view abstract10.1520/MPC20180038
  • Microstructural features of dynamic recrystallization in alloy 625 friction surfacing coatings
    Hanke, S. and Sena, I. and Coelho, R.S. and dos Santos, J.F.
    Materials and Manufacturing Processes 33 (2018)
    In friction surfacing (FS), material is deposited onto a substrate in the plasticized state, using frictional heat and shear stresses. The coating material remains in the solid state and undergoes severe plastic deformation (SPD) at high process temperatures (≈0.8 Tmelt), followed by high cooling rates in the range of 30 K/s. Dynamic recrystallization and the thermal cycle determine the resulting microstructure. In this study, Ni-based alloy 625 was deposited onto 42CrMo4 substrate, suitable, for instance, for repair welding of corrosion protection layers. Alloy 625 is known to undergo discontinuous dynamic recrystallization under SPD, and the resulting grain size depends on the strain rate. The coating microstructure was studied by microscopy and electron backscatter diffraction (EBSD). The coatings exhibit a fully recrystallized microstructure with equiaxed grains (0.5–12 µm) and a low degree of grain average misorientation. Flow lines caused by a localized decrease in grain size and linear alignment of grain boundaries are visible. Grain nucleation and growth were found to be strongly affected by localized shear and nonuniform material flow, resulting in varying amounts of residual strain, twins and low-angle grain boundaries in different regions within a single coating layer’s cross section. FS can be used to study dynamic recrystallization at high temperatures, strains and strain rates, while at the same time materials with a recrystallization grain size sensitive to the strain rate can be used to study the material flow during the process. © 2017 Taylor & Francis.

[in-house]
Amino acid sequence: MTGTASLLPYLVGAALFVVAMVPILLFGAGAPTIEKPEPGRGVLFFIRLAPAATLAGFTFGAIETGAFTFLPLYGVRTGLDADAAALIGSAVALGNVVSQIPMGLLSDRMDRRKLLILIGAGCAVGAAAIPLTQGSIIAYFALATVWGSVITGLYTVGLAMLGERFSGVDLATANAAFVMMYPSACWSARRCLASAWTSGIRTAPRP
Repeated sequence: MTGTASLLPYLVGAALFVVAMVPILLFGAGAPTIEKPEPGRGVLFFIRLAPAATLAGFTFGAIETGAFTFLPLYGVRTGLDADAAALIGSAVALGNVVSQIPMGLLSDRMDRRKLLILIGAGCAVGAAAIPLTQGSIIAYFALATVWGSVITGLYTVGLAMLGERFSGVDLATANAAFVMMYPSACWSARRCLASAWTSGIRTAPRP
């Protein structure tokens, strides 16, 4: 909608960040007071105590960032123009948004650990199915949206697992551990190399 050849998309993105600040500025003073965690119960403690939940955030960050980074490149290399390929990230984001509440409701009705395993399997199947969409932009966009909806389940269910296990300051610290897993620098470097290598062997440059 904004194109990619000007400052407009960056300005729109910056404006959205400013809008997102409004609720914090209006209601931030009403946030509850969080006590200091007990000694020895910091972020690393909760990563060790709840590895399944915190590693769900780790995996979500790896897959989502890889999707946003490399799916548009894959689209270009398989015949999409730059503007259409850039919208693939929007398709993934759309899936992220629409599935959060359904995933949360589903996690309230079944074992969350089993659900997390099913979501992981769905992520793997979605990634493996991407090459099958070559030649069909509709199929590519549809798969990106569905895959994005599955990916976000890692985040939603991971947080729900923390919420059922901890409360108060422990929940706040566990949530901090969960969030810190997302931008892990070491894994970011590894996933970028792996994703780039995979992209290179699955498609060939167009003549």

view abstract10.1080/10426914.2017.1291947
  • Residual stresses and fatigue crack growth in friction surfacing coated Ti-6Al-4V sheets
    Dovzhenko, G. and Hanke, S. and Staron, P. and Maawad, E. and Schreyer, A. and Horstmann, M.
    Journal of Materials Processing Technology 262 (2018)
    The relation between the translational stud speed and the residual stress (RS) state of Friction Surfacing (FS) coated 2 mm thick Ti-6Al-4V sheets was studied using synchrotron diffraction. The influence of the RS state on fatigue crack propagation (FCP) was studied using C(T)-100 samples. It was shown that an active zone of tensile RS is present in the coated region, inducing compressive stresses in the remaining sheet. Higher depositing stud translational speeds show a tendency towards high RS peak values. The deposited material thickness has an influence on the RS distribution. FCP tests have shown branching cracks deflecting away from the coating, possibly due to the compressive RS around it. Cracks have propagated significantly slower than in uncoated samples. RS measurements on cracked samples have revealed tensile RS peaks at the crack tips with high values of 350 MPa in the direction parallel to the intended crack propagation, which prevent the cracks from reaching the coated region. © 2018 Elsevier B.V.